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Quick Fact: OPALCO’s Right-of-Way (ROW) Program

wildfire orcasWildfires are a regular threat to our built and natural environments. Climate change is accelerating that risk throughout the region and our remote, forested islands are vulnerable. OPALCO runs an aggressive right-of-way program to maintain a safe and reliable electrical system and to do our part for local wildfire prevention. Right of way clearing reduces the frequency of outages and makes it easier for crews to access to make repairs during outages situations.

Members can do their part by reporting trees or vegetation near power lines and by keeping vegetation and clutter away from the green transformer boxes on their properties. Working together, we can minimize our risk of power outages and wildfire danger.

  • OPALCO trims and/or removes trees and other vegetation under or near power lines.
  • OPALCO follows national standards for right-of-way clearing on the lines on both sides of the pole line as follows: 10′ for underground distribution lines, 25′ for overhead distribution lines, and 50’ for transmission lines.
  • OPALCO follows expert guidance from various state and federal agencies such as the US Fish and Wildlife on best practices for timing and ROW maintenance methodologies.
  • More than 89% of OPALCO’s system is underground. The underground lines are the lower voltage distribution lines: the lines that feed your house. The higher voltage transmission lines will likely never be buried as the cost is very high and logistics are challenging often requiring wider easements from property owners and increased safety standards for burying high voltage lines (including burying them in concrete). The area would still need to kept clear for access to these lines for maintenance and repair. Burying transmission lines limits crew access, delays outage restoration and make repairs more difficult.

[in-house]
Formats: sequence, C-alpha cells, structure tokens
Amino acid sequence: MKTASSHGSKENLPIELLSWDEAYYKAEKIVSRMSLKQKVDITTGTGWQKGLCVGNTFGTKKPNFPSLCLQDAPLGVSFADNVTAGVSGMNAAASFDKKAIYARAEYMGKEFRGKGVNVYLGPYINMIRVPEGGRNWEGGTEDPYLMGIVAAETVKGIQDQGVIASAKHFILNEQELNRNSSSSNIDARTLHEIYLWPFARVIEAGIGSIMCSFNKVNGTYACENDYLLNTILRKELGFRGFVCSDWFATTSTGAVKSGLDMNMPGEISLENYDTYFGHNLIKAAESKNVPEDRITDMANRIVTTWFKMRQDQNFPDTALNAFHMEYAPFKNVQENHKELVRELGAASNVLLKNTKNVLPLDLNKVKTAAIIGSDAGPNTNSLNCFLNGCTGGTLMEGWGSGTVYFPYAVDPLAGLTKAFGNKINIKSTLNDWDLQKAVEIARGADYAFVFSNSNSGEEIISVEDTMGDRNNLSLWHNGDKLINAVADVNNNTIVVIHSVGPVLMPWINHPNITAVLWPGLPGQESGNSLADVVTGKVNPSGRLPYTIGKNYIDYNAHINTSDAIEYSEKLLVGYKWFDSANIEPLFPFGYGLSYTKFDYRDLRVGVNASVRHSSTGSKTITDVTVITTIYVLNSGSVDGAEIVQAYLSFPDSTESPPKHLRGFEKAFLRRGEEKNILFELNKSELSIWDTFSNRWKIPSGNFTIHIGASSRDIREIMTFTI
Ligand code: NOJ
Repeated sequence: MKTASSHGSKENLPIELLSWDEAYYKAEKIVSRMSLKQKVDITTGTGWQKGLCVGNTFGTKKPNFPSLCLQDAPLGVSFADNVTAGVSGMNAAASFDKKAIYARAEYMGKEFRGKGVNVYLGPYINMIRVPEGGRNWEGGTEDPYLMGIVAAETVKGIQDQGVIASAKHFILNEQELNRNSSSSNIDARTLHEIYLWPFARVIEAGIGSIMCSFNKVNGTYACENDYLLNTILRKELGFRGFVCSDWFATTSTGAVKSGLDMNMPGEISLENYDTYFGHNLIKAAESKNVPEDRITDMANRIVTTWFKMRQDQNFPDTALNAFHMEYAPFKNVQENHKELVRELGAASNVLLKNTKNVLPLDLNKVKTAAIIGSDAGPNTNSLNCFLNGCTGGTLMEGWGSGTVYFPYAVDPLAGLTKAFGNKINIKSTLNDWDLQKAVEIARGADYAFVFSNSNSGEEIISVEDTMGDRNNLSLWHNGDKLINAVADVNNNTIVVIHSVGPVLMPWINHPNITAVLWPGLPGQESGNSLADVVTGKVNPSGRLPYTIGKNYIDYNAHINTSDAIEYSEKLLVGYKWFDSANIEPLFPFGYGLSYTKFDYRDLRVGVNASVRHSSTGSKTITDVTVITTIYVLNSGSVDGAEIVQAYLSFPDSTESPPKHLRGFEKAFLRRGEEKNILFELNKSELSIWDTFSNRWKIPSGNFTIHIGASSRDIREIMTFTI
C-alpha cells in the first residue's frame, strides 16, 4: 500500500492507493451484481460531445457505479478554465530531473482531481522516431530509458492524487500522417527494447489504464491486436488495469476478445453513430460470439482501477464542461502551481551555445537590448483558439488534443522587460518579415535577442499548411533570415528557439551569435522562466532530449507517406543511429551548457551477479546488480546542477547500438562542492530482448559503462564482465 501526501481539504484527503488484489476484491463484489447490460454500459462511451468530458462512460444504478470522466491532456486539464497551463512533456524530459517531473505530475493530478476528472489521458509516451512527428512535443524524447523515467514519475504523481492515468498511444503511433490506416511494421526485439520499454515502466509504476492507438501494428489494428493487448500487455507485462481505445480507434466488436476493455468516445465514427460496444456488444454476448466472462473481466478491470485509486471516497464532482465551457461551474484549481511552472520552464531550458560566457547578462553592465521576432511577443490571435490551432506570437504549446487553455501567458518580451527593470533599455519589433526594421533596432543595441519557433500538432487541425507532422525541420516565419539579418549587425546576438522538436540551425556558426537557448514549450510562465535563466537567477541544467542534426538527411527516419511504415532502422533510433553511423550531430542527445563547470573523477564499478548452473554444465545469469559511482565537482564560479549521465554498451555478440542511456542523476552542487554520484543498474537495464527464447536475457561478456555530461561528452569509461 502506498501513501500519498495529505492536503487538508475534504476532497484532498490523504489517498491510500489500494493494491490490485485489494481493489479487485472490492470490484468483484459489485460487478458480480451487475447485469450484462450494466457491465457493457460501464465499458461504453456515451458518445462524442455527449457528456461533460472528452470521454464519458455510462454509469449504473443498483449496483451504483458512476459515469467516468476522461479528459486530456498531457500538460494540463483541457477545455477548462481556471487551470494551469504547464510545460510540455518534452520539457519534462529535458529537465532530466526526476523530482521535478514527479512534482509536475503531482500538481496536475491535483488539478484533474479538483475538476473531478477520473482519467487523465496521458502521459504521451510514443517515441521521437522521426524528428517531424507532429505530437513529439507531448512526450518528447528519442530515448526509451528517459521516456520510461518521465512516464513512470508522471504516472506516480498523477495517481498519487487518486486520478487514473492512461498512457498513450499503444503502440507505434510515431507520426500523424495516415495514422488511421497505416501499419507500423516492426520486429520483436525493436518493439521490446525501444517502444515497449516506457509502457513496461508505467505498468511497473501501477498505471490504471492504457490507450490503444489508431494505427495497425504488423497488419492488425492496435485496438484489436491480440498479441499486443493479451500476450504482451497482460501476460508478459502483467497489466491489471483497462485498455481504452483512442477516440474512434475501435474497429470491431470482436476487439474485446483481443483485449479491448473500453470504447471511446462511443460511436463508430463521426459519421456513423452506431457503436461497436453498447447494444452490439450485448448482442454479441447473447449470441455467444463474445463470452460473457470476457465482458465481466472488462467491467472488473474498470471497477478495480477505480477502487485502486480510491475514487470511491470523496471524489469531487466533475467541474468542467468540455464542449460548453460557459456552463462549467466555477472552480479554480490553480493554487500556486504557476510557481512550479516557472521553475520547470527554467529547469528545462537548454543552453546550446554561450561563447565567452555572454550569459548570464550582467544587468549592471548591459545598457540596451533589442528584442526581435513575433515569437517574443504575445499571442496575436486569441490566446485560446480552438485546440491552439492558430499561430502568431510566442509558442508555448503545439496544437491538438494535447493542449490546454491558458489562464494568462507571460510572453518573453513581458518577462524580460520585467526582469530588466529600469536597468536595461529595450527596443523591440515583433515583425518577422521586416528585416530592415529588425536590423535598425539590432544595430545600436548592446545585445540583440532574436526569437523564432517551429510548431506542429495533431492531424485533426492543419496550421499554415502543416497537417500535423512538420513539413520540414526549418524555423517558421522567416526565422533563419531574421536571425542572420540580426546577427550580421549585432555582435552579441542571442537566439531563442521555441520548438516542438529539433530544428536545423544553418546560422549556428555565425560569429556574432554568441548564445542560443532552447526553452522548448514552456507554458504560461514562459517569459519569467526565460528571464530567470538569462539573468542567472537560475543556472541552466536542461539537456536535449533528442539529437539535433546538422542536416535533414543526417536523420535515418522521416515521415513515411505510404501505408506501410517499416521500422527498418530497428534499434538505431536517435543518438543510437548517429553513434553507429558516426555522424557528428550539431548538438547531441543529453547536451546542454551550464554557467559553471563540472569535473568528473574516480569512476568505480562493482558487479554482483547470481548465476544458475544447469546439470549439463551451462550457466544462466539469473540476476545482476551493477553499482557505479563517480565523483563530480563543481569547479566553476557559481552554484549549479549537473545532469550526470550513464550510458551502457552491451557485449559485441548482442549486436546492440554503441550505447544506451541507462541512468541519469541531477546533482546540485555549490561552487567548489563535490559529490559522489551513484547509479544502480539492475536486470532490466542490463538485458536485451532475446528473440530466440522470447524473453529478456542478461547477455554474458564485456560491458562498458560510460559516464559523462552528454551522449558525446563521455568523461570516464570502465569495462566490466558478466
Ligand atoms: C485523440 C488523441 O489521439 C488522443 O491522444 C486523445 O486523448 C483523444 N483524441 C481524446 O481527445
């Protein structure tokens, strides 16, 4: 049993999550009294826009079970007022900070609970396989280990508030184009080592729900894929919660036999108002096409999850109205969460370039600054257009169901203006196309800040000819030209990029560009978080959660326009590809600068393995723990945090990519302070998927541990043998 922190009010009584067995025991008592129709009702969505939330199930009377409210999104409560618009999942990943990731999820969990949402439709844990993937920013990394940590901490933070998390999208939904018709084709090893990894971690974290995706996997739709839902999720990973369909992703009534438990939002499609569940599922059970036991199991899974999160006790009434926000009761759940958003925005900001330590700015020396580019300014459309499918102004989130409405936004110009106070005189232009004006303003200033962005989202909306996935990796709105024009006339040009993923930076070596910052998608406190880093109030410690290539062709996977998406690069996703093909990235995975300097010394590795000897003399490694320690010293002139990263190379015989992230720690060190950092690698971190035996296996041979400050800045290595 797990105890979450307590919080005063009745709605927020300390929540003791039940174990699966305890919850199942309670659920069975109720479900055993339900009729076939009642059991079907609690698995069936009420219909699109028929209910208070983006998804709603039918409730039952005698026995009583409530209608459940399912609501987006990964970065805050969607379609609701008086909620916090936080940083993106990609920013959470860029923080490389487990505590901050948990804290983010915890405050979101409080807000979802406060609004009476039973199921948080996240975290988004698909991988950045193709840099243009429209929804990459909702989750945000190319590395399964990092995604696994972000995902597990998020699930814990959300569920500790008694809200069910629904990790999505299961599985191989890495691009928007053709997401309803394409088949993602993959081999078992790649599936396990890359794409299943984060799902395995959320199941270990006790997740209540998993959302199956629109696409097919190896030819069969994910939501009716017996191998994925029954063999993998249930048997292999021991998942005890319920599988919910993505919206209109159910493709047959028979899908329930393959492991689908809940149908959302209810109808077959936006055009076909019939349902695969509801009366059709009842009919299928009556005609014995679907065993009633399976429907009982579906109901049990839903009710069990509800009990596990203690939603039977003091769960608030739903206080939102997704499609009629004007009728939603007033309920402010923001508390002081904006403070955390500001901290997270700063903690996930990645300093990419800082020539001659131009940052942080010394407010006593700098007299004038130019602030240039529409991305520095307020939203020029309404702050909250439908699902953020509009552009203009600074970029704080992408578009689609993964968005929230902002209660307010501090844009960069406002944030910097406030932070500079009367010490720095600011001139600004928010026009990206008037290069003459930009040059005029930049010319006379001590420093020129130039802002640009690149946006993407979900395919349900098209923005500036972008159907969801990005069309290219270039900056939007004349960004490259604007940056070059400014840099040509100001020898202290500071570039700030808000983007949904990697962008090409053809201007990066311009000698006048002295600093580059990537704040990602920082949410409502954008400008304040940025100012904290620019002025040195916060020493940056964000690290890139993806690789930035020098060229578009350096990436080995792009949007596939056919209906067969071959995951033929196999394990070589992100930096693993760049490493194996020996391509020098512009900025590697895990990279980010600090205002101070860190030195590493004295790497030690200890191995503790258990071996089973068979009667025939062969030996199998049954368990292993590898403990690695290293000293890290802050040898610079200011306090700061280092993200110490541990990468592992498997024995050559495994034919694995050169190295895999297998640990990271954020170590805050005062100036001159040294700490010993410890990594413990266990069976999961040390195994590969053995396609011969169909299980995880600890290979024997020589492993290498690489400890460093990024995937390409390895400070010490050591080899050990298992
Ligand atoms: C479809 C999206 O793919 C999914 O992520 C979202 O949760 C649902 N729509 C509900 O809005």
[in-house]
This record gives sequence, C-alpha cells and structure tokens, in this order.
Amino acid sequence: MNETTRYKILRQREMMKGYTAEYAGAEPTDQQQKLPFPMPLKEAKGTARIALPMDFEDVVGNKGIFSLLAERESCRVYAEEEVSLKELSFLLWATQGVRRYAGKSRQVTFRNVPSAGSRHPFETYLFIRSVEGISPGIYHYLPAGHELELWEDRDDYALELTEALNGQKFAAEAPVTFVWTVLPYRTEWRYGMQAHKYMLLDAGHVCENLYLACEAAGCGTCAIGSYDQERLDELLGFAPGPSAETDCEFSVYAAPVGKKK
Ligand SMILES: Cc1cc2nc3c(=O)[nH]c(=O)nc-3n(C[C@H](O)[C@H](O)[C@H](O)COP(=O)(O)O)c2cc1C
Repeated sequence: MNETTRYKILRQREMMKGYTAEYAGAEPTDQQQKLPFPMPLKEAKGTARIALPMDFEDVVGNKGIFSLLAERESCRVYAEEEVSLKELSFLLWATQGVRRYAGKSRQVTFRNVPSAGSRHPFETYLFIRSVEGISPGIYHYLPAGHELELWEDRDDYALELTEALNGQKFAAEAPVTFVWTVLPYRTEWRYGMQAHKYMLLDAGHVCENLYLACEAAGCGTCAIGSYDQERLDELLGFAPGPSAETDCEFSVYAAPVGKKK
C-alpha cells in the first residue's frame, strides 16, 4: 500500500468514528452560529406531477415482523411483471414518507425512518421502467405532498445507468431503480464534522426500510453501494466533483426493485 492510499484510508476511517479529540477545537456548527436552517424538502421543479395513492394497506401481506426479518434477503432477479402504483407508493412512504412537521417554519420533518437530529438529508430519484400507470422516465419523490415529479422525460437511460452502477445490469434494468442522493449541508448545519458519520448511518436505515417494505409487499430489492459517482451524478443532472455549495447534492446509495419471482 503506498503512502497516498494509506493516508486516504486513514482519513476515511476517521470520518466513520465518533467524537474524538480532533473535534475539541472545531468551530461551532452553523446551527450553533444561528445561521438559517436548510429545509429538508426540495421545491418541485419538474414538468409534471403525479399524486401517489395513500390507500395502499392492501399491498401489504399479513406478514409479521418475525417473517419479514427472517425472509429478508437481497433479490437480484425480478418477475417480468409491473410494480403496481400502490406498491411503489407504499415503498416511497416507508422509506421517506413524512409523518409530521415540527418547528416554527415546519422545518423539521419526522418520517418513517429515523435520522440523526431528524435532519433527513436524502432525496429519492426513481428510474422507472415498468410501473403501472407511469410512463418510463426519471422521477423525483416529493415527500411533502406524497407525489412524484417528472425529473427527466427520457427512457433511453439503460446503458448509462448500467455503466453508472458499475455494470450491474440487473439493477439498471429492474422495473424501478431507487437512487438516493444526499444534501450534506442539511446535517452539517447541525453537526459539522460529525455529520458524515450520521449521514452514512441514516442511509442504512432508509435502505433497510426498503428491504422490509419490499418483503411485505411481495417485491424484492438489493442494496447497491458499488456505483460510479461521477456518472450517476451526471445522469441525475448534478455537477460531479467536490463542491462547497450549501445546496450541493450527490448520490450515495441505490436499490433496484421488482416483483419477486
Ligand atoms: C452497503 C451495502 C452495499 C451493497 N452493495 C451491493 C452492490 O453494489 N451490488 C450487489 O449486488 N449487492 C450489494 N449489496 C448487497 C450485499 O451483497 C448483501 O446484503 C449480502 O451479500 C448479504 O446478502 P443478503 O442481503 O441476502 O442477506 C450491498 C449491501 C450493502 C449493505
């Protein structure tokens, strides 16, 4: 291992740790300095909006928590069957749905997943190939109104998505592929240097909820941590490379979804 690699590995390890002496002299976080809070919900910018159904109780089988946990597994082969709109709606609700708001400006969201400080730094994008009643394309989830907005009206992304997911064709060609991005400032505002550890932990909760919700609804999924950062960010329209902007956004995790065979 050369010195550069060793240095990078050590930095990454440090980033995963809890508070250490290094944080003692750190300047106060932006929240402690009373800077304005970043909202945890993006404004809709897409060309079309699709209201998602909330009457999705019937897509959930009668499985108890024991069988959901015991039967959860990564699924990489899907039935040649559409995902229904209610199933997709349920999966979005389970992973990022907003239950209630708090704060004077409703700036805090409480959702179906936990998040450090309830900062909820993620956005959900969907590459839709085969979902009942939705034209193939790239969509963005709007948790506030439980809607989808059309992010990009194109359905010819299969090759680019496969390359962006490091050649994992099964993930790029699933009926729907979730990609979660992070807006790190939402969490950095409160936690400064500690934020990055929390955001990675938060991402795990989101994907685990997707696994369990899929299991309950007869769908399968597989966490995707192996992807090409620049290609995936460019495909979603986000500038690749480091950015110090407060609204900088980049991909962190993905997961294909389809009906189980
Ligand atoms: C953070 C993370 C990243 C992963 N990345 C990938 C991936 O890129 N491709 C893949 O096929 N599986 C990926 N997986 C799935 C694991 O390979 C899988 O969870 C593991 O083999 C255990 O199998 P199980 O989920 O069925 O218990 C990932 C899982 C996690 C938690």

• Tree wood removed for ROW clearing belongs to the property owners. Brush and limbs maybe chipped by the team.
  • If you see trees or brush close to power lines, call OPALCO and a team will come out and assist in removal or trimming. Please don’t attempt to cut a dead or dying tree that is leaning heavily toward OPALCO power lines. Call us!
  • If a tree is outside of ROW but is dangerously close to a power line, we will make every effort to work with the property owner and get permission to remove the tree that is deemed a potential hazard to our electrical system.
  • It is more cost-effective and preferred for OPALCO to remove small trees early before they become a problem.
  • Wildfire season is a critical problem in our region. West Coast utilities have faced serious risk from uncontrolled wildfires. OPALCO is doing its part to prevent wildfires. This also benefits the community by reducing power outages by making it easier and faster for the crew to repair these outages.

Since OPALCO was first established 85 years ago and we initially installed our power lines, the trees have continued to grow making them more of a hazard for the electrical lines.  Here is a graphical representation of OPALCO’s portion of SJC land that is maintained for ROW (0.7% of the land countywide):

Right of Way graphic

Current stats:

Total Line Miles
Transmission:
Overhead = 39
Underwater = 7.38

Distribution:
Overhead = 139
Underground = 1,088

Total Overhead = 178
Total underground/under water = 1,088

A little bit of history: When OPALCO was first established in 1937, the cement market looked to the San Juan Islands for their key ingredient “lime” ash to make cement. The lime had to be heated up via lime kilns, which were scattered through the San Juan’s. Many parts of the islands were clear cut as the trees were used to fire up the kilns. Back then, the OPALCO leadership didn’t have to worry much about ROW maintenance as most of ROW were fairly narrow due to minimal electric load and smaller “not effective for burning” trees. The rule of thumb was if a tree fell over, OPALCO was fine as long as the falling tree didn’t hit the electric line on the way down.

Additional resources:

wildfire graph

 

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